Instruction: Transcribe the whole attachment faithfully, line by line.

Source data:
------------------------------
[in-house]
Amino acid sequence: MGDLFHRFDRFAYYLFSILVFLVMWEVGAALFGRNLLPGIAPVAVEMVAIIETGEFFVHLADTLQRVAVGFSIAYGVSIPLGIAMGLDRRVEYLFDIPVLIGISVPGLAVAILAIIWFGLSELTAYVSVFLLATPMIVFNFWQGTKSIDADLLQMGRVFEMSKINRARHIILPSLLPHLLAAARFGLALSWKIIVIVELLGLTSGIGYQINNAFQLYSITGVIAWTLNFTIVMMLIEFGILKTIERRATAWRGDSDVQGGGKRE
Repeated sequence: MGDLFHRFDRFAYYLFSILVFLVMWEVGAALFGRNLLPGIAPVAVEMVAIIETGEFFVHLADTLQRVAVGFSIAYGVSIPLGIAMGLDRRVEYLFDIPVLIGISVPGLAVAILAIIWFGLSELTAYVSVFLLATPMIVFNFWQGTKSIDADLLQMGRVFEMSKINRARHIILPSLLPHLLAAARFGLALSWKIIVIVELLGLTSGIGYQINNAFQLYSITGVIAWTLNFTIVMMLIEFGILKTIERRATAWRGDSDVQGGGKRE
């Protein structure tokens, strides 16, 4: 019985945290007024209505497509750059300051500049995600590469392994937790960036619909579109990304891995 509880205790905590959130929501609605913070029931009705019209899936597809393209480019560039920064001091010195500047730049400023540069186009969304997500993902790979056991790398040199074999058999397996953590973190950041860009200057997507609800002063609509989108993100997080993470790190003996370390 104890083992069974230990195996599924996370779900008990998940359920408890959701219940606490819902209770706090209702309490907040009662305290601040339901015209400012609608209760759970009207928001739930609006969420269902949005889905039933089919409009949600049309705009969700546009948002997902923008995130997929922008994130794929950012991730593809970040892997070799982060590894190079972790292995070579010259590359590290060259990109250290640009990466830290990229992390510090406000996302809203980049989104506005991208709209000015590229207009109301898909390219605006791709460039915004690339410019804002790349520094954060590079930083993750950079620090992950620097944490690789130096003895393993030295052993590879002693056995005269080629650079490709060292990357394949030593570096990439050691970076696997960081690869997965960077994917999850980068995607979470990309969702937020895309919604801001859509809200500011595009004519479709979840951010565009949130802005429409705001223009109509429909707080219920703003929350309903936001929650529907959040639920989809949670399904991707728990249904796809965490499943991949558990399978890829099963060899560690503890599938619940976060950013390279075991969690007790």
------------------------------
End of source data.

[in-house]
Amino acid sequence: MGDLFHRFDRFAYYLFSILVFLVMWEVGAALFGRNLLPGIAPVAVEMVAIIETGEFFVHLADTLQRVAVGFSIAYGVSIPLGIAMGLDRRVEYLFDIPVLIGISVPGLAVAILAIIWFGLSELTAYVSVFLLATPMIVFNFWQGTKSIDADLLQMGRVFEMSKINRARHIILPSLLPHLLAAARFGLALSWKIIVIVELLGLTSGIGYQINNAFQLYSITGVIAWTLNFTIVMMLIEFGILKTIERRATAWRGDSDVQGGGKRE
Repeated sequence: MGDLFHRFDRFAYYLFSILVFLVMWEVGAALFGRNLLPGIAPVAVEMVAIIETGEFFVHLADTLQRVAVGFSIAYGVSIPLGIAMGLDRRVEYLFDIPVLIGISVPGLAVAILAIIWFGLSELTAYVSVFLLATPMIVFNFWQGTKSIDADLLQMGRVFEMSKINRARHIILPSLLPHLLAAARFGLALSWKIIVIVELLGLTSGIGYQINNAFQLYSITGVIAWTLNFTIVMMLIEFGILKTIERRATAWRGDSDVQGGGKRE
């Protein structure tokens, strides 16, 4: 019985945290007024209505497509750059300051500049995600590469392994937790960036619909579109990304891995 509880205790905590959130929501609605913070029931009705019209899936597809393209480019560039920064001091010195500047730049400023540069186009969304997500993902790979056991790398040199074999058999397996953590973190950041860009200057997507609800002063609509989108993100997080993470790190003996370390 104890083992069974230990195996599924996370779900008990998940359920408890959701219940606490819902209770706090209702309490907040009662305290601040339901015209400012609608209760759970009207928001739930609006969420269902949005889905039933089919409009949600049309705009969700546009948002997902923008995130997929922008994130794929950012991730593809970040892997070799982060590894190079972790292995070579010259590359590290060259990109250290640009990466830290990229992390510090406000996302809203980049989104506005991208709209000015590229207009109301898909390219605006791709460039915004690339410019804002790349520094954060590079930083993750950079620090992950620097944490690789130096003895393993030295052993590879002693056995005269080629650079490709060292990357394949030593570096990439050691970076696997960081690869997965960077994917999850980068995607979470990309969702937020895309919604801001859509809200500011595009004519479709979840951010565009949130802005429409705001223009109509429909707080219920703003929350309903936001929650529907959040639920989809949670399904991707728990249904796809965490499943991949558990399978890829099963060899560690503890599938619940976060950013390279075991969690007790």